Virginia campaigns shift to mobilization in final stretch
Looking at the new GOTV, attack ads from campaigns + outside groups
Welcome to FWIW Virginia, where we analyze digital spending trends on both sides of the aisle in the 2021 Virginia statewide and legislative elections. Each week, we look at how campaigns are investing in digital engagement and the online tactics they use to reach voters across the Commonwealth. Was this email forwarded to you? Click here to subscribe.
Election Day in Virginia is just 19 days away, and campaigns across the commonwealth are rushing to persuade voters and turn out their base supporters to the polls (or to mail in their ballots). In this week’s edition of FWIW, we break down the new turnout and persuasion ads from campaigns and outside organizations around the commonwealth.
Top of the Ticket
FWIW, here’s how post-primary spending on Facebook and Google ads stacks up in the Governor’s race:
Education is playing an outsized role in the #VAGov race, as Youngkin continues to attack McAuliffe’s debate comment that “I don’t think parents should be telling schools what they should teach.” Those attacks come after an entire summer of Republicans accusing schools of teaching “Critical Race Theory” to kids and attacking school boards over COVID safety policies.
McAuliffe’s campaign is trying to go on offense on the issue, releasing a new YouTube ad attacking Youngkin for supporting the “Trump-Devos” education plan and for planning to shift funding away from public schools and into private schools.
And with GOTV in full swing, both campaigns have shifted portions of their digital budgets towards turnout-focused ads, using well-known social pressure tactics to get their voters to the polls.
Zooming out, here is how total digital ad spending (national and local targeting) on Facebook and Google stacked up this week in Virginia’s statewide races.
Jason Miyares, the GOP nominee for Attorney General, has finally started running digital ads this week. His campaign is running 15 and 30-second variants of their ad “Pledge,” a mostly biographical spot featuring his mother, who immigrated to the US from Cuba. The ad itself is fine, but the fact that Miyares is still running biographic ads to introduce himself with less than a month to go should be concerning to the GOP.
Across the Commonwealth
Here are the top 10 spenders specifically targeting Facebook users in Virginia last week.
Democratic outside groups have consistently outspent Republican outside groups on digital ads for most of the cycle, and this week was no different. However, two GOP outside groups have been consistent spenders down the stretch: the Republican State Leadership Committee and Americans for Prosperity - Virginia. Both groups have focused primarily on supporting GOP delegate candidates, and the RSLC has spent the past few weeks running incendiary ads attacking Democratic incumbents as “radicals.”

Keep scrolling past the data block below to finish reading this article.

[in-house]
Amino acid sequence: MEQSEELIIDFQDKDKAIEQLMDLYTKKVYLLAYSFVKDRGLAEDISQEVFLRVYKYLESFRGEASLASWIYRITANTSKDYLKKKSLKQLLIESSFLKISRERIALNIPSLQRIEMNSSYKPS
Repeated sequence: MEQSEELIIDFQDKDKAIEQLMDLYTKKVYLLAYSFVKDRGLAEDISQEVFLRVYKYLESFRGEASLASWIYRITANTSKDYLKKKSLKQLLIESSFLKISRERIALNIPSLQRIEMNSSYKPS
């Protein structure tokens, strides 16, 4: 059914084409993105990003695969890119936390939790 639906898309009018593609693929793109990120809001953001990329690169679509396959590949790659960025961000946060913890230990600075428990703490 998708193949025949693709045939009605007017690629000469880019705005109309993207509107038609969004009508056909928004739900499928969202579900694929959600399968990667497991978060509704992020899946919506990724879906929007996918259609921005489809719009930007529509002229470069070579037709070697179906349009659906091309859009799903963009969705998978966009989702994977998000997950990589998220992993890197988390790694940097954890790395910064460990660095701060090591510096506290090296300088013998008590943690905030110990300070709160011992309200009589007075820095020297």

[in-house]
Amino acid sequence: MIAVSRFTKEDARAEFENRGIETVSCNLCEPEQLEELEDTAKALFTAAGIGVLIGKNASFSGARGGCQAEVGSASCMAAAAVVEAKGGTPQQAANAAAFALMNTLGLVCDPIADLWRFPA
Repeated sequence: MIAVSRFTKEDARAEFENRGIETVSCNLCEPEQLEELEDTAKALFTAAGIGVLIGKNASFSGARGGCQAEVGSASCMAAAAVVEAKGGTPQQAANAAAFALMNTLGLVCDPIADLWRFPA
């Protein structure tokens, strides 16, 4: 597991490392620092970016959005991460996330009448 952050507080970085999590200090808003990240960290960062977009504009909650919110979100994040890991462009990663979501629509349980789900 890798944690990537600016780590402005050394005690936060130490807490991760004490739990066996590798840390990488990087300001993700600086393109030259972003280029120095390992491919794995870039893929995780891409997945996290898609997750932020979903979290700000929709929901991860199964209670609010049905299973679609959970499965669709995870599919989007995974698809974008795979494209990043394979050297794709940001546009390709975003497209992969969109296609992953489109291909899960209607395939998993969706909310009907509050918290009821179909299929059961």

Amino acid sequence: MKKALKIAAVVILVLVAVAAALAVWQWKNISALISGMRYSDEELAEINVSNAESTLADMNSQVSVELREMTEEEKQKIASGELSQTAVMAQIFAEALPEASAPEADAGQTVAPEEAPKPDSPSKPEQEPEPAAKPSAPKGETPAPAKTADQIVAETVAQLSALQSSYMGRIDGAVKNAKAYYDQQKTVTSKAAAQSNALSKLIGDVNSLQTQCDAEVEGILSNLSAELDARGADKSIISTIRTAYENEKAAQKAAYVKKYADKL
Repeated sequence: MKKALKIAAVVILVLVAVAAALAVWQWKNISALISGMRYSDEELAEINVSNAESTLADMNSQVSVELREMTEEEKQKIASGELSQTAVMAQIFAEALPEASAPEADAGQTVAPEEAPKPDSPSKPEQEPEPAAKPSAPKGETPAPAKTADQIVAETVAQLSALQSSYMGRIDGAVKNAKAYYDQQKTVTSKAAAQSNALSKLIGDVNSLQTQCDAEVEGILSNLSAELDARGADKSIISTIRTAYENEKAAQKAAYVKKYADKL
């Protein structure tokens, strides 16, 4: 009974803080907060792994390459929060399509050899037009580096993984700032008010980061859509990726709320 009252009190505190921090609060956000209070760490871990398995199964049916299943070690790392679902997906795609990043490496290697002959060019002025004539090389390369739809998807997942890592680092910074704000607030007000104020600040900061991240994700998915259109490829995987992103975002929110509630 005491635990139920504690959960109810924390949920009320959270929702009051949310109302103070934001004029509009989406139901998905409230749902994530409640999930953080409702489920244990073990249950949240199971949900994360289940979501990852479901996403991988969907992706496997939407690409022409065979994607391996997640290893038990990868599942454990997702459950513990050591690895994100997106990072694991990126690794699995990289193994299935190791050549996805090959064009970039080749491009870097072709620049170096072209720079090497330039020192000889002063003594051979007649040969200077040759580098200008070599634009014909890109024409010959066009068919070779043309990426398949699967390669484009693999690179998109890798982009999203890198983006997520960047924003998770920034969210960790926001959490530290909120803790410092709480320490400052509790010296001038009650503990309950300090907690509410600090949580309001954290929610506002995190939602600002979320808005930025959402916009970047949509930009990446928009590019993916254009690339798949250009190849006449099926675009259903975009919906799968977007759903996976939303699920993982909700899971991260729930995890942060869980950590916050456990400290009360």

Also new to the top spenders chart is the Voter Formation Project, a nonprofit group founded by Tatenda Musapatike that aims to revolutionize voter registration and mobilization tactics online, particularly targeting underrepresented communities.
...And here are the top 10 spenders specifically targeting Virginians on Google’s platforms.
We’re also tracking cumulative digital ad spending across the state, including spending from candidates for statewide offices, competitive or potentially competitive Delegate races (any race under a 15 point margin in 2019), and partisan outside groups with spending specifically targeted at Virginia elections.
This week, we saw a big uptick in digital ad spending from Democratic-aligned outside groups, led by Priorities USA, Progress VA and Accountability VA PAC - those 3 groups accounted for over $154,000 in spending on Facebook and Google ads, mostly focused on turnout. We also picked up new spending from Working America, Everytown for Gun Safety, and the Voter Formation Project.
House of Delegates
While statewide races and outside groups dominate most of the spending across the commonwealth, digital ad spending in delegate races continues to climb each week. Here’s how total Facebook + Google ad spending from delegate candidates from each party stacks up:
And here’s the top 10 delegate campaign spenders on Facebook + Google over the past week:
This week, Michelle Maldonado ramped up her digital program in a big way, spending $5,145 on Facebook and Google ads from October 4-10. We started picking up some spending from her campaign starting last week, and it’s the first time we’ve seen significant digital ad spend from her campaign since the June primary, where she successfully primaried incumbent Del. Lee Carter. The ads are focused on Maldonado’s popular policy positions, like protecting Medicaid Expansion and refuting “defund the police” attacks from her opponent.
Thanks for reading this week’s FWIW Virginia! We’re so excited to be back following these critical elections in the Commonwealth. If you enjoy reading this type of content each week, we hope you’ll support our work by clicking share and tweeting out this newsletter below! As always, email us with ideas of what you’d like us to dive into next.
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